- Queen: The queen is the largest ant in the colony. Her role is to reproduce, laying thousands of eggs over the course of her lifetime. Depending on its size, a colony can have one or multiple queens.
- Female ants: Also known as worker ants, females are responsible for finding food, caring for the queen’s offspring, and maintaining and protecting the colony. Other than the queen, female ants do not reproduce.
- Male ants: The singular role of the male, also called a drone, is to mate with the queen.
What do ants look like?
Ants are generally red, dark brown, or black. They range in size from 1/8” to 1/2”, though some species can grow as large as an inch. Their bodies consist of a head, thorax, abdomen, six legs, bent antennae, compound eyes, and strong jaws known as mandibles. The ant’s anatomy resembles a figure eight, with a constriction between the thorax and abdomen. Queen and male ants have wings, though most common varieties do not usually fly. Ants don’t have ears, and they “hear” through vibrations. They also lack lungs and instead process oxygen through holes called spiracles. Ants have two stomachs — one for food they consume and another to hold food to take to the colony.
Ants mature quickly, going from egg to larva to pupa to adult in a matter of weeks. Males typically live less than a month, dying shortly after mating. Worker ants live for up to three years and the queen can survive as long as 30 years. Once the queen dies, the colony is unable to survive because it is unable to replace her.
What are the unique characteristics of ants?
Ants are omnivores, feeding on anything from seeds to other animals. They are very organized, often working together in large groups to build their nest and gather and transport food. Depending on the type, an ant can carry 10-50 times its own body weight. Ants communicate by emitting chemicals that warn of danger and potential food sources. As they travel, they discharge pheromones to mark their trail, which is why you often see ants marching in a line.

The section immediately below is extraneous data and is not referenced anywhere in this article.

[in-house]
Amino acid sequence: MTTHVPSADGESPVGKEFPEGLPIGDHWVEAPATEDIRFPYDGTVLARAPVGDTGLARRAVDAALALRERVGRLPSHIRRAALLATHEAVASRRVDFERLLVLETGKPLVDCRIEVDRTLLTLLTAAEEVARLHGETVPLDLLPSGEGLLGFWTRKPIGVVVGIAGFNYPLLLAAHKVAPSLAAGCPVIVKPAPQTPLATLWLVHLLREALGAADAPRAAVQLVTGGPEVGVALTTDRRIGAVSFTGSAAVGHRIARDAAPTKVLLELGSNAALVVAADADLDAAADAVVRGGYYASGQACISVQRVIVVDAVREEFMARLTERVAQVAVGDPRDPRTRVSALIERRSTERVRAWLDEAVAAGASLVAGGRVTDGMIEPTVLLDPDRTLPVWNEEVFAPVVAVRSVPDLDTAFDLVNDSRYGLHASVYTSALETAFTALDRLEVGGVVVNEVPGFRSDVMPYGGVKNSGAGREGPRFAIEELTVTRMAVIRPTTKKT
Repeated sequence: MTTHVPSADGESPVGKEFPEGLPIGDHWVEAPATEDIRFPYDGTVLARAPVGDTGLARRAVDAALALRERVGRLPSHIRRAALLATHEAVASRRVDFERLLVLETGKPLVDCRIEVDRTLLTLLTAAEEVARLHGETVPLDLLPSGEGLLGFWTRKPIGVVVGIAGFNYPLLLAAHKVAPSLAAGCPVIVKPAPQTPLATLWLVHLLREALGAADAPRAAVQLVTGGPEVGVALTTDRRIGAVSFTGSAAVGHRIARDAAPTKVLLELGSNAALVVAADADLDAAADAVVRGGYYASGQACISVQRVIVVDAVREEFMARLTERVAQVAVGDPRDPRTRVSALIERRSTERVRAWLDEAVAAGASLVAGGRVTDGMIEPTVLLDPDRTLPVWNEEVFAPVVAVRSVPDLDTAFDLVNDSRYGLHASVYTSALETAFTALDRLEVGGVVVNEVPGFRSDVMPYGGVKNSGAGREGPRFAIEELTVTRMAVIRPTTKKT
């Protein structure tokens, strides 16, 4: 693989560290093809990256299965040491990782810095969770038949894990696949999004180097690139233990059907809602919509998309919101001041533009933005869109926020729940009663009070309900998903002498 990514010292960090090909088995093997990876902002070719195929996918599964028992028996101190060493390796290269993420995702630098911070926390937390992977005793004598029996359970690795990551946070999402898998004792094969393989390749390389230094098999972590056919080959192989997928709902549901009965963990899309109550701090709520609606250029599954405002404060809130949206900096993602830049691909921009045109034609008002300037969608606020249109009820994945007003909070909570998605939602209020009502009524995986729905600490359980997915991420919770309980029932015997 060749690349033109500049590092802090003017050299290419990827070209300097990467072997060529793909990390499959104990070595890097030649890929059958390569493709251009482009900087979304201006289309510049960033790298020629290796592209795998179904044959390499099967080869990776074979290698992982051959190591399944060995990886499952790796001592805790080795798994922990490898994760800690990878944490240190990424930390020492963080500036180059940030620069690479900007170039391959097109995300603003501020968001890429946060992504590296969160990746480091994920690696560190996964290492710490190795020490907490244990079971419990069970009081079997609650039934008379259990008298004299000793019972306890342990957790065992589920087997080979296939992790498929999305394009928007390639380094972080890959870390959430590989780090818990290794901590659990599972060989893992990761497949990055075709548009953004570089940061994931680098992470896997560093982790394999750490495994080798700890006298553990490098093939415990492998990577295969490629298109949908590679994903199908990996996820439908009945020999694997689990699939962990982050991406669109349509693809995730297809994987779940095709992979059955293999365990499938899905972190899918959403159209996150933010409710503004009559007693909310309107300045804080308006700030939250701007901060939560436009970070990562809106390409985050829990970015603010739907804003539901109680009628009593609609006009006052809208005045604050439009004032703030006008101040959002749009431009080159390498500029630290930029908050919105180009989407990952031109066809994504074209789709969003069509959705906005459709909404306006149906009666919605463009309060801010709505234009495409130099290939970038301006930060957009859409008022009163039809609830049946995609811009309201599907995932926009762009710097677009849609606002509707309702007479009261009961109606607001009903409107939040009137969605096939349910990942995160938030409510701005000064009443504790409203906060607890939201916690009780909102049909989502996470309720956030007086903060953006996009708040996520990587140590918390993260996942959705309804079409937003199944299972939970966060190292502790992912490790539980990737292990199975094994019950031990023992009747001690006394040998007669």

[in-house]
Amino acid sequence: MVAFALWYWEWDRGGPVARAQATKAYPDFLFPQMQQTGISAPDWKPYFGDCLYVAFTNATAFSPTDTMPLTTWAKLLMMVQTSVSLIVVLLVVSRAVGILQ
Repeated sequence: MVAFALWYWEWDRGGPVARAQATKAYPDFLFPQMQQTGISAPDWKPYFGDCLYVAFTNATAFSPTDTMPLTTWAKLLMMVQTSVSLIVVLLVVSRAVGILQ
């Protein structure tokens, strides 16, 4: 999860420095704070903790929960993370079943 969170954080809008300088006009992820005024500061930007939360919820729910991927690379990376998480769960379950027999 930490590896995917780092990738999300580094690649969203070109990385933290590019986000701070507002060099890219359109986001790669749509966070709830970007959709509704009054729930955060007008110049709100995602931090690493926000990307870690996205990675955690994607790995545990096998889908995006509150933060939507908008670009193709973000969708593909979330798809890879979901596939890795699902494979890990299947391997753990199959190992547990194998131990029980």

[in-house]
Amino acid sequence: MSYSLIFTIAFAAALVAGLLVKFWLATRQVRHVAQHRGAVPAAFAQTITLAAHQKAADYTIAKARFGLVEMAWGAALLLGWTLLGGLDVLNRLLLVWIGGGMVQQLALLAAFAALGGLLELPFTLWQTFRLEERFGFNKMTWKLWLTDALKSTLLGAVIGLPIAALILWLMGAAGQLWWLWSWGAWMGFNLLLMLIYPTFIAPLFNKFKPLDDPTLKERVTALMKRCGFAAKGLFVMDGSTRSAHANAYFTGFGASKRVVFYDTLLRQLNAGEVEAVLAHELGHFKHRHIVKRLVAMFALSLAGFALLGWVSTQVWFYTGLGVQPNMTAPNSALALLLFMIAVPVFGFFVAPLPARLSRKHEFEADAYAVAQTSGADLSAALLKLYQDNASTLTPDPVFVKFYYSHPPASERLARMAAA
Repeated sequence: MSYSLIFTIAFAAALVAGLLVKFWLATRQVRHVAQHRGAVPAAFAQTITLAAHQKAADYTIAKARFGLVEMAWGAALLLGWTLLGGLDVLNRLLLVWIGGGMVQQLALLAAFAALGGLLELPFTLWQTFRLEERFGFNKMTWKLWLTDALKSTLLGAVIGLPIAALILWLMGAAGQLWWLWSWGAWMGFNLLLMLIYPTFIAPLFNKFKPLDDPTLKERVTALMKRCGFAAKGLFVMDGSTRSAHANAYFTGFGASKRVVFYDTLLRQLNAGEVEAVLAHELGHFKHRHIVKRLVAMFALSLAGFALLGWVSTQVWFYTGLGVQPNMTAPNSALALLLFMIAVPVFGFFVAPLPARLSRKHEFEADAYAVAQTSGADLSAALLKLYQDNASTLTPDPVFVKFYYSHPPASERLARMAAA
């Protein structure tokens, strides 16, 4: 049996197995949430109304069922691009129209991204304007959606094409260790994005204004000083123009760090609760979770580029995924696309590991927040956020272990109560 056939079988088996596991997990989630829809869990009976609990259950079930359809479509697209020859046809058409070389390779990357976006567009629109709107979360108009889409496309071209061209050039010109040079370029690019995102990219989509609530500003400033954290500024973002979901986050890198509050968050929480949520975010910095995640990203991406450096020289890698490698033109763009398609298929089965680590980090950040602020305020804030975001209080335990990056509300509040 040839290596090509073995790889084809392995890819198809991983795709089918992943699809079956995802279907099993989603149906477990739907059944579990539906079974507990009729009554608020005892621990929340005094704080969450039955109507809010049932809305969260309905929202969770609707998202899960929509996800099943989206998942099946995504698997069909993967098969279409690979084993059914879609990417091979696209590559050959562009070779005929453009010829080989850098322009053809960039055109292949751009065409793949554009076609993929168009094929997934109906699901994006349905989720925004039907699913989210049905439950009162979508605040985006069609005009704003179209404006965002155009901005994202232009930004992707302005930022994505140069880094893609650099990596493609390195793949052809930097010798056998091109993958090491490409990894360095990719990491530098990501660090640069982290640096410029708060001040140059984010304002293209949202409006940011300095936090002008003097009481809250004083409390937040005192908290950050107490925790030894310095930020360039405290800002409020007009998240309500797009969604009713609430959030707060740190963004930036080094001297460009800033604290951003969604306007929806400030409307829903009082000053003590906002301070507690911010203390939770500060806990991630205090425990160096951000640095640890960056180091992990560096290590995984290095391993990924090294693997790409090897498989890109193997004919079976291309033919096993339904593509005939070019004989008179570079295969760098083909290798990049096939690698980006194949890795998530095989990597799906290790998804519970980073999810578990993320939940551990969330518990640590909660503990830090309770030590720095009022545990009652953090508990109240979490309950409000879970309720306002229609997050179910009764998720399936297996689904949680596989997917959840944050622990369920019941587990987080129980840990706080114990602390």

What are the habits of ants?
Ants prefer warmer temperatures and are most active in the spring, summer, and fall.
Where are ants commonly found? Outdoors, ants generally make their homes beneath the ground, in mounds built at ground-level, in trees or plants, or in wood. Indoors, ants build nests in a variety of places, and habitats of some of the most common ants found in North America vary:
- Acrobat ants are typically found in the eastern United States, particularly in North Carolina. They prefer moist, damp areas like rotting logs and tree stumps but may enter your home through pipes or electrical wiring and settle into walls or insulation.
- Argentine ants often live in mulch or soil, 1-2 inches below the surface, including space under your home. These ants will enter a structure when seeking food, water, or an escape from humidity, building their nests in pipes, drains, insulation, or wall voids.
- Carpenter ants are one of the largest ant species in the U.S. They build their nests in moist, damaged wood that is above ground or partially buried.
- Fire ants build mounds in warm, dry areas that receive direct sunlight. These mounds may be a foot tall and two feet in diameter.
- Little black ants prefer moist areas and are often found in mulch or underneath debris or lumber. They will move indoors to seek food, nesting under carpeting, between bricks, and in walls and crevices.
- Odorous ants can be found outdoors in mulch, boards, rotting logs, and under sidewalks. Indoors they prefer cracks and crevices, wall voids, and window frames.
- Pavement ants build soil mounds near concrete or pavement. They are usually found between sidewalk cracks, at the edge of the pavement, or in concrete blocks.
What are the risks of having an ant infestation?
While most ants don’t pose a threat, they are a nuisance, contaminating food and producing unpleasant odors. Ants that nest in wood may also affect the integrity of a structure, especially if their nest is allowed to grow. Fire ants will attack humans or animals when threatened, injecting their victims with venom which causes pain and, sometimes, more serious consequences. Acrobat and pavement ants may also bite when they feel under attack.